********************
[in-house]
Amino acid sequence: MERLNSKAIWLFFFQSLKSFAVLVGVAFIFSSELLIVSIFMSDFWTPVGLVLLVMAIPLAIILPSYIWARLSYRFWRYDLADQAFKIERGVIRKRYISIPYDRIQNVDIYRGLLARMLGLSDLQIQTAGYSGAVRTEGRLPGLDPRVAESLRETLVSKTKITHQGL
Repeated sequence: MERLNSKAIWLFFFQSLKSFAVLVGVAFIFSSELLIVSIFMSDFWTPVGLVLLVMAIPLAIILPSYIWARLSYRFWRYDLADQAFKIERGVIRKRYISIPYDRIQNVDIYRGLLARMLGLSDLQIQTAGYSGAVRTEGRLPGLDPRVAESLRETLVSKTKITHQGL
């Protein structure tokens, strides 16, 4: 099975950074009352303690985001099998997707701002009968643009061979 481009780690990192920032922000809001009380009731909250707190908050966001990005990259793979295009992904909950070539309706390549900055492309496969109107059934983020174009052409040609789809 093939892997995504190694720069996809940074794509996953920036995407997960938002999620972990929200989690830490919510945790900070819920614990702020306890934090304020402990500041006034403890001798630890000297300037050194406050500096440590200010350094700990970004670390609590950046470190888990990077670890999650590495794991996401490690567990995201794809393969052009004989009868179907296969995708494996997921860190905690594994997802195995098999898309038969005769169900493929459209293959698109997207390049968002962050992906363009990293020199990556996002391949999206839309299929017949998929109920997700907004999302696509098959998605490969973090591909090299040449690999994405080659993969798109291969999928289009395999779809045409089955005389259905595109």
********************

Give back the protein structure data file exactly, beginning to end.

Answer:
[in-house]
Amino acid sequence: MERLNSKAIWLFFFQSLKSFAVLVGVAFIFSSELLIVSIFMSDFWTPVGLVLLVMAIPLAIILPSYIWARLSYRFWRYDLADQAFKIERGVIRKRYISIPYDRIQNVDIYRGLLARMLGLSDLQIQTAGYSGAVRTEGRLPGLDPRVAESLRETLVSKTKITHQGL
Repeated sequence: MERLNSKAIWLFFFQSLKSFAVLVGVAFIFSSELLIVSIFMSDFWTPVGLVLLVMAIPLAIILPSYIWARLSYRFWRYDLADQAFKIERGVIRKRYISIPYDRIQNVDIYRGLLARMLGLSDLQIQTAGYSGAVRTEGRLPGLDPRVAESLRETLVSKTKITHQGL
């Protein structure tokens, strides 16, 4: 099975950074009352303690985001099998997707701002009968643009061979 481009780690990192920032922000809001009380009731909250707190908050966001990005990259793979295009992904909950070539309706390549900055492309496969109107059934983020174009052409040609789809 093939892997995504190694720069996809940074794509996953920036995407997960938002999620972990929200989690830490919510945790900070819920614990702020306890934090304020402990500041006034403890001798630890000297300037050194406050500096440590200010350094700990970004670390609590950046470190888990990077670890999650590495794991996401490690567990995201794809393969052009004989009868179907296969995708494996997921860190905690594994997802195995098999898309038969005769169900493929459209293959698109997207390049968002962050992906363009990293020199990556996002391949999206839309299929017949998929109920997700907004999302696509098959998605490969973090591909090299040449690999994405080659993969798109291969999928289009395999779809045409089955005389259905595109």